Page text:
What is the long-term goal for our lives? Ultimately, God is in the business of renovating us—remaking us in the image of God. Humankind was created that way and He plans to recreate us through the work of the Gospel.
 

In my last post, I talked about trusting and resting in the God who hears and acts on our behalf. One of the ways He does this is by transforming the ruins of our lives into something beautiful.

This life, even for those who stay close to Jesus, is punctuated with painful events. Ever wonder why God must use difficulties – the ash experiences in our lives – to create beauty in and through us? I have on numerous occasions. And while Pam and I have experienced our share of ashes, we have friends who have had more painful experiences: physical illness, spousal unfaithfulness, prolonged unemployment, wounding from past trauma and illness or death of children.

If there’s one thing I’ve learned over the past couple months of home building, it’s that it takes a team to build a house! This experience has given us a great opportunity to connect with new people. We’ve met with designers, builders, and craftsmen who have helped us make all kinds of decisions, ranging from the layout of the rooms to the kinds of wood to use in the flooring. One cold morning, we brought donuts to the crew, and were awestruck at the manpower that went into the framing process. As we watched, it became clear that in every way, this has been a collaborative effort.  God works collaboratively, too.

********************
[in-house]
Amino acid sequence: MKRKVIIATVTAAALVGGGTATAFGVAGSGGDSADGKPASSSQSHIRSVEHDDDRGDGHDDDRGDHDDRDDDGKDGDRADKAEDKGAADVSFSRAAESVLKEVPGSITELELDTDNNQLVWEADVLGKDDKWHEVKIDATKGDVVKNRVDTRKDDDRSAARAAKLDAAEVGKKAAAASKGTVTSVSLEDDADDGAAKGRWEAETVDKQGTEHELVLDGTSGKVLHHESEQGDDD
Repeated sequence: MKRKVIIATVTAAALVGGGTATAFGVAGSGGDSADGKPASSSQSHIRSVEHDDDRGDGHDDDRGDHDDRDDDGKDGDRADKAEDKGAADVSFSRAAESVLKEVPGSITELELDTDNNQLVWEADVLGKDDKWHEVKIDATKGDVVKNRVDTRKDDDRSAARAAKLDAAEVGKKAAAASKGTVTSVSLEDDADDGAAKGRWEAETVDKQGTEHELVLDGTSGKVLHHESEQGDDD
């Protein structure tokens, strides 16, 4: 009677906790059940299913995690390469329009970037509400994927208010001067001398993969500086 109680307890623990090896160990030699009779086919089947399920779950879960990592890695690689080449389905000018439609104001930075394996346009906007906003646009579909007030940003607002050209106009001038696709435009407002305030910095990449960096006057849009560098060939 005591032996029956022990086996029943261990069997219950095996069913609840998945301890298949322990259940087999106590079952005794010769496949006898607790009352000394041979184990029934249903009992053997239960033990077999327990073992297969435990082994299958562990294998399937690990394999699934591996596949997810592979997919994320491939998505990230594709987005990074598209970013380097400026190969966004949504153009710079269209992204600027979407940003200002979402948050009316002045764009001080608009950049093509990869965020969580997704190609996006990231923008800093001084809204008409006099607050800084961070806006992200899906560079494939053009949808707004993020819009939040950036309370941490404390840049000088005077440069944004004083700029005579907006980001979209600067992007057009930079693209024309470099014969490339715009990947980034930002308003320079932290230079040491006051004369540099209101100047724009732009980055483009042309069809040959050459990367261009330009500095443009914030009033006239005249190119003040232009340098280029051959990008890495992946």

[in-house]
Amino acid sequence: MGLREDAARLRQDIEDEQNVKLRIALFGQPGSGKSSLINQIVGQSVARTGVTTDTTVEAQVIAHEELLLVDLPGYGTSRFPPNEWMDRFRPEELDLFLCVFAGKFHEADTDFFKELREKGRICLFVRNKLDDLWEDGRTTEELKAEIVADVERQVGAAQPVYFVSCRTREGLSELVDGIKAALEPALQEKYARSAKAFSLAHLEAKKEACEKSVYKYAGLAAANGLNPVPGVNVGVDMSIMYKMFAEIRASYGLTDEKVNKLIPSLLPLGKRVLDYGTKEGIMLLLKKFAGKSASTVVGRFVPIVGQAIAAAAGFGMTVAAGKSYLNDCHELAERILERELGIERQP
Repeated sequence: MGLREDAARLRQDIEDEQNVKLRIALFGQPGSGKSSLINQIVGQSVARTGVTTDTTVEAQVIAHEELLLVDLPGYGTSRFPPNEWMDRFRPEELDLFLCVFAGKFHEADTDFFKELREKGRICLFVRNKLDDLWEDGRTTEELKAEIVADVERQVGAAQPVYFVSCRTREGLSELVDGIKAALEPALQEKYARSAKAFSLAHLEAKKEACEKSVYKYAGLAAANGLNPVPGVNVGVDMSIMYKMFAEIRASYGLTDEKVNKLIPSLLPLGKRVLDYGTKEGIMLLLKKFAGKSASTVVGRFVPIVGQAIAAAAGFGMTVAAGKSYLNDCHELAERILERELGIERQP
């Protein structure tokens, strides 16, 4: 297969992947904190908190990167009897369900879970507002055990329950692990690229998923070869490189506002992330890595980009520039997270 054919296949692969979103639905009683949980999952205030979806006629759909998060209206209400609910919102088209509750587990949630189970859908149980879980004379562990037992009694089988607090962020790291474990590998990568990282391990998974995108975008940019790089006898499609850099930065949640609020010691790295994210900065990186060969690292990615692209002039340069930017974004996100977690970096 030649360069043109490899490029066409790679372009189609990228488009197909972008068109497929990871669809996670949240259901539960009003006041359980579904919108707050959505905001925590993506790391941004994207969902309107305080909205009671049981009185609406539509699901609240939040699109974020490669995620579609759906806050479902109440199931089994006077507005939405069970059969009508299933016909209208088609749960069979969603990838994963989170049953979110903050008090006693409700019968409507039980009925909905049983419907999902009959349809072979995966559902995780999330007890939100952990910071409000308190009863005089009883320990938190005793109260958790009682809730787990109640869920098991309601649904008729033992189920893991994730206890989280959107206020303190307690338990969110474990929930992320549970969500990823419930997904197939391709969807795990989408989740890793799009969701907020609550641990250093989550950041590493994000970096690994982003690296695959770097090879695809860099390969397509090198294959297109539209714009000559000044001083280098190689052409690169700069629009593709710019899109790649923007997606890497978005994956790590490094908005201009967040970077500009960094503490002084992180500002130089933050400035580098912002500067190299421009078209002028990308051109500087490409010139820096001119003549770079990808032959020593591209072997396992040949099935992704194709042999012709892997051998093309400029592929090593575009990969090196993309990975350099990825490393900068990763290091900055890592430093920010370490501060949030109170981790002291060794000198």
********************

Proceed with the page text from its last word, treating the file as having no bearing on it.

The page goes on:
The builder of our post-fire new home is SaddleTree homes, whose President, Lee, is a wonderful businessman who finds great hope in Jesus. One day he told me the story behind the name of his company.

As you may know, “trials of many kinds” took on a new meaning for Pam and I this summer when the Waldo Canyon Fire in Colorado Springs came over the ridge west of the city and cascaded down into our neighborhood. We continue to rebuild and restore with God’s help.
Here’s a pic of the mountainside near our home, covered with snow and accenting the burned trunks of trees that remain on that hillside. It’s a constant reminder that God is not done with the restoration process – on that hill OR in our lives.

A few mornings ago, Pam and I ran up to our lot to check up on our house, which is being framed. With no roof on our framing, and after getting 6-7 inches of snow the previous night, we wondered what it would look like. When we got there, we were amazed! Our house looked like a snowboarding course out of the X Games! I could just imagine Shaun White carving down the 2X4 hand rail, soaring through the living room, then flying out the window with a flip and scoring a perfect 10 from the judges in our backyard.

Here’s a picture of the new foundation of our own personal “restoration project!” We're so excited to see our house begin to take shape. Seeing how carefully the builders laid the foundation reminded me of how the Bible uses the image of foundations. If our lives are “built” to be used to give God glory—to “make Him famous—then the topic of foundations is an important one.

After a June Colorado wildfire destroyed our home, my wife, Pam, and I settled into a rental. We are grateful for the place God has provided. One of the first mornings there, as I spent time reading and praying, I lifted my head and found that the house backed into a full view of the burned out mountainside. “Ugh! Really, God? I have to stare at that for the next year?” My heart sank, my soul was weary, and I wondered “why” on so many fronts.